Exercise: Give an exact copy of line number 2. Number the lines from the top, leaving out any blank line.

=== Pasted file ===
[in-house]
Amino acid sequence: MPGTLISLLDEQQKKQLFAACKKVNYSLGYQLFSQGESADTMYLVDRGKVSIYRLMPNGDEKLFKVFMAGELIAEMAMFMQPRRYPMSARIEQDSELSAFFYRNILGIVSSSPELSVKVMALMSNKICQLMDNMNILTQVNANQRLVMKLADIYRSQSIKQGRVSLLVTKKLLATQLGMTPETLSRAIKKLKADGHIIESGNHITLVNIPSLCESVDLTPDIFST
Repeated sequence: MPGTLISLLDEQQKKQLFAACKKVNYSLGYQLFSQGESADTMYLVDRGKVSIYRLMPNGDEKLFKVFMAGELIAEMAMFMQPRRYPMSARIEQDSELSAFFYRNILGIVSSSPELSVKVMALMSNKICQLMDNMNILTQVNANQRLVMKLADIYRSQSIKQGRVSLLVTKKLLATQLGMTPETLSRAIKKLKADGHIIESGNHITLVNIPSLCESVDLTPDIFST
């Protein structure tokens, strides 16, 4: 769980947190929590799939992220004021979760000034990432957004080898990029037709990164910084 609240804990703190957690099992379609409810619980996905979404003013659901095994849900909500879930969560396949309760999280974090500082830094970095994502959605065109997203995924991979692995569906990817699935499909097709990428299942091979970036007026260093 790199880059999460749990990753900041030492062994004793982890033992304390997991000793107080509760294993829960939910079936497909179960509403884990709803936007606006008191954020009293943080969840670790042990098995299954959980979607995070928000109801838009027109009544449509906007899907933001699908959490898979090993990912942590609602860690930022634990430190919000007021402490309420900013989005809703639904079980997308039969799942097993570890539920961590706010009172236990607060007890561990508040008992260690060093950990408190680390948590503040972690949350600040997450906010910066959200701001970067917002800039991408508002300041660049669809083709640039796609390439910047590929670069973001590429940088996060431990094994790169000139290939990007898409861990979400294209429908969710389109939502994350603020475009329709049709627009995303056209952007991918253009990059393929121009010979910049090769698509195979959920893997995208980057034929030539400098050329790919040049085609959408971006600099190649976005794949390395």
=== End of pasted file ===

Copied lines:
Amino acid sequence: MPGTLISLLDEQQKKQLFAACKKVNYSLGYQLFSQGESADTMYLVDRGKVSIYRLMPNGDEKLFKVFMAGELIAEMAMFMQPRRYPMSARIEQDSELSAFFYRNILGIVSSSPELSVKVMALMSNKICQLMDNMNILTQVNANQRLVMKLADIYRSQSIKQGRVSLLVTKKLLATQLGMTPETLSRAIKKLKADGHIIESGNHITLVNIPSLCESVDLTPDIFST